Two thirds of households fail to meet government energy targets
Data analysed by the BBC has revealed that almost two thirds of homes in the UK do not meet energy efficiency targets.
Over 12 million homes do not meet the C grade on the Energy Performance Certificates, which is graded between A and G.
The measures consider how a property is glazed and insulated as well as uses of alternative measures to reduce energy usage. The closer to an A grade a house is, the more efficient it is considered to be.
At present people are paying more on their energy bills as well as emitting more CO2 into the atmosphere than required.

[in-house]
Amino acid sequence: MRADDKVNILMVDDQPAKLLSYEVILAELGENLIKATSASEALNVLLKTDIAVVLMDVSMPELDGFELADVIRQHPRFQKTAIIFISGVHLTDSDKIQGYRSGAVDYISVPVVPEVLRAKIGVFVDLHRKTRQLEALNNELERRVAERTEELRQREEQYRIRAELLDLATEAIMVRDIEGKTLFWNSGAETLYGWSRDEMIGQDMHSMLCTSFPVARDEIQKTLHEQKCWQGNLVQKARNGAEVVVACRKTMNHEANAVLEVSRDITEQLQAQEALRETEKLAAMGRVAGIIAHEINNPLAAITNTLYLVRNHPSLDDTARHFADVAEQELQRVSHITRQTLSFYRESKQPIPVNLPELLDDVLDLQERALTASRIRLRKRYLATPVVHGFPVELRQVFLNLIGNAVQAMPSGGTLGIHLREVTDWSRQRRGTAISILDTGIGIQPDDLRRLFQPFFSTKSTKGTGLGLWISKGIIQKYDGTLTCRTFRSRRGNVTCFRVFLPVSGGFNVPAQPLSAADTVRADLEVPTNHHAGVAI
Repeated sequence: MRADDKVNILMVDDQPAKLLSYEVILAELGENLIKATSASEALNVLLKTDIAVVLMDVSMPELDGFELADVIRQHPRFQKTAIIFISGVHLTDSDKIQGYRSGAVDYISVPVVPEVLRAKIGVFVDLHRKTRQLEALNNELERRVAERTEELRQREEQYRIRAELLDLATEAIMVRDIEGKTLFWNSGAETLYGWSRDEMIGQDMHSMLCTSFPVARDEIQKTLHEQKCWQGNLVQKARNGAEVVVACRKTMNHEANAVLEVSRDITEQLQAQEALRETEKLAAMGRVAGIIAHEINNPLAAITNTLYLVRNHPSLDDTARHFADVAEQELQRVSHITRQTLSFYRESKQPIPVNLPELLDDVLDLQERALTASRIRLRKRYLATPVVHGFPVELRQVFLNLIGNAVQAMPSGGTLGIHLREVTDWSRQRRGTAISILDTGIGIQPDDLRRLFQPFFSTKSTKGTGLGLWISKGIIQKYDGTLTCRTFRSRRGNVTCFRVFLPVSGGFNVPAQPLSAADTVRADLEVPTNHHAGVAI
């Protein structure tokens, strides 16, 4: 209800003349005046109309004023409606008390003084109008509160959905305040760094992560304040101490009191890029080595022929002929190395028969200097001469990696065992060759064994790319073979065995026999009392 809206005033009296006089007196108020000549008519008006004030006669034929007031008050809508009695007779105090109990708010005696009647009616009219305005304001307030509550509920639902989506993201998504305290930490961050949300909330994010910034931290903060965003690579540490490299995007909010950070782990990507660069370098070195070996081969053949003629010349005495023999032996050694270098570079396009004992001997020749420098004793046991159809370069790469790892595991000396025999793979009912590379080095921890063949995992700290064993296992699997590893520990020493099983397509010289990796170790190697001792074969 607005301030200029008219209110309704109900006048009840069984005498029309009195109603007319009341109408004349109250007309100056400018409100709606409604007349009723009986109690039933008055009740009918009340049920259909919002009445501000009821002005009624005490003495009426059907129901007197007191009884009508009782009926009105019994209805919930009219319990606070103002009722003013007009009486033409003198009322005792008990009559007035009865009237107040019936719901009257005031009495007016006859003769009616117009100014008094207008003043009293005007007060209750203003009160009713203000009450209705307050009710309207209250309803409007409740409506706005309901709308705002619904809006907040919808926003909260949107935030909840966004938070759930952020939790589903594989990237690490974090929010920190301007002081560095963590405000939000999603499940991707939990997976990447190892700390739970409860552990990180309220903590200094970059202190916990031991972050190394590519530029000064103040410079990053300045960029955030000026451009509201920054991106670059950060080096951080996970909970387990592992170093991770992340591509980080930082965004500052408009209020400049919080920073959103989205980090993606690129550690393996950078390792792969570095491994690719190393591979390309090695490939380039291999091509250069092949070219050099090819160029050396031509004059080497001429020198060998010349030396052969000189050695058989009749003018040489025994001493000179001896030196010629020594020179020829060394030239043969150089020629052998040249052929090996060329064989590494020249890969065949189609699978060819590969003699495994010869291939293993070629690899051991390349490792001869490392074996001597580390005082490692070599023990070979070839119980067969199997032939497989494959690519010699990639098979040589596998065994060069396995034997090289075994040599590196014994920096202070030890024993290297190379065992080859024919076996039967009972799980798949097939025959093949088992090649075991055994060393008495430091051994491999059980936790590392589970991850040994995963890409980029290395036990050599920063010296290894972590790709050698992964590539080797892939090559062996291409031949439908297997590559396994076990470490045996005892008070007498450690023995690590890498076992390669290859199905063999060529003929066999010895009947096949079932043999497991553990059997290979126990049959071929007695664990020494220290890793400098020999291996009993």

The government has admitted they need to move "much further and faster" in order to meet targets and improve efficiency on a household level.
Due to the fact many homes were built prior to 1990, experts suggest that that retrofit measures are required in order to meet targets.
Research academic at the University of Cambridge’s Centre for Sustainable Development, Dr Tim Forman, has said that the net zero carbon target of 2050 could only be met by a national project, the scale of which had not been seen since World War Two.
Forman said that: "There's a desperate need to do something, not in ten to fifteen years, but now."
A government target has been set, with as many homes as possible reaching a C grade by 2035, however, critics of the proposal have said that the plan appears to have "fallen off a cliff".
The Department for Business, Energy and Industrial Strategy said that it was “exploring how to halve the cost of retrofitting properties and investing over £320m into helping heat homes with lower carbon alternatives, such as heat networks and heat pumps".